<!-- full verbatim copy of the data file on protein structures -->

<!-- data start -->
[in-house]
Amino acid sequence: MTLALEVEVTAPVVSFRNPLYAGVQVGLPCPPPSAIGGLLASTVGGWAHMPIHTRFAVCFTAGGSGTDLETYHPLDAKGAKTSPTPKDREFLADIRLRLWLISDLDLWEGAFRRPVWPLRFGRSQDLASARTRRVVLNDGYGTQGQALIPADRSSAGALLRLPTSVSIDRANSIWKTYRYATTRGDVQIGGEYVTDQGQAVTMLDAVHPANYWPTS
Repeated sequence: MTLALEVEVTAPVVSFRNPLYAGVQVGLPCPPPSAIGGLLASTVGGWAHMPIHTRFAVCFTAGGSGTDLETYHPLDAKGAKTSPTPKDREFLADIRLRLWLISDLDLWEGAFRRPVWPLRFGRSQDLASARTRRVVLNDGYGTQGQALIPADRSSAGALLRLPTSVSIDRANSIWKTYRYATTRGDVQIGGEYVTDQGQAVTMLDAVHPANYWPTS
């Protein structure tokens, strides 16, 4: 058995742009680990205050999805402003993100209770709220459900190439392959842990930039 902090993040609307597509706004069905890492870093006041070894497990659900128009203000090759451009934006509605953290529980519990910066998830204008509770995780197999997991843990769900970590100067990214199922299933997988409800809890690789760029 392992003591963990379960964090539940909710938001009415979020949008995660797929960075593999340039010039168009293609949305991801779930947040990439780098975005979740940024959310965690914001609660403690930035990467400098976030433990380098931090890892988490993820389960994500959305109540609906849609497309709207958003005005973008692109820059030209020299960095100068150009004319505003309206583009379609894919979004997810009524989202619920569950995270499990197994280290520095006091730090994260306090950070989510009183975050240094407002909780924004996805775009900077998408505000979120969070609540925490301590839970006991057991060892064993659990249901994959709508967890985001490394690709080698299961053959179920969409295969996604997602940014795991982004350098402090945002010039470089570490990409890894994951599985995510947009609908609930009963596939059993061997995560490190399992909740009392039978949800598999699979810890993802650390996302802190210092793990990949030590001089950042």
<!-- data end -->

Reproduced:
[in-house]
Amino acid sequence: MTLALEVEVTAPVVSFRNPLYAGVQVGLPCPPPSAIGGLLASTVGGWAHMPIHTRFAVCFTAGGSGTDLETYHPLDAKGAKTSPTPKDREFLADIRLRLWLISDLDLWEGAFRRPVWPLRFGRSQDLASARTRRVVLNDGYGTQGQALIPADRSSAGALLRLPTSVSIDRANSIWKTYRYATTRGDVQIGGEYVTDQGQAVTMLDAVHPANYWPTS
Repeated sequence: MTLALEVEVTAPVVSFRNPLYAGVQVGLPCPPPSAIGGLLASTVGGWAHMPIHTRFAVCFTAGGSGTDLETYHPLDAKGAKTSPTPKDREFLADIRLRLWLISDLDLWEGAFRRPVWPLRFGRSQDLASARTRRVVLNDGYGTQGQALIPADRSSAGALLRLPTSVSIDRANSIWKTYRYATTRGDVQIGGEYVTDQGQAVTMLDAVHPANYWPTS
């Protein structure tokens, strides 16, 4: 058995742009680990205050999805402003993100209770709220459900190439392959842990930039 902090993040609307597509706004069905890492870093006041070894497990659900128009203000090759451009934006509605953290529980519990910066998830204008509770995780197999997991843990769900970590100067990214199922299933997988409800809890690789760029 392992003591963990379960964090539940909710938001009415979020949008995660797929960075593999340039010039168009293609949305991801779930947040990439780098975005979740940024959310965690914001609660403690930035990467400098976030433990380098931090890892988490993820389960994500959305109540609906849609497309709207958003005005973008692109820059030209020299960095100068150009004319505003309206583009379609894919979004997810009524989202619920569950995270499990197994280290520095006091730090994260306090950070989510009183975050240094407002909780924004996805775009900077998408505000979120969070609540925490301590839970006991057991060892064993659990249901994959709508967890985001490394690709080698299961053959179920969409295969996604997602940014795991982004350098402090945002010039470089570490990409890894994951599985995510947009609908609930009963596939059993061997995560490190399992909740009392039978949800598999699979810890993802650390996302802190210092793990990949030590001089950042």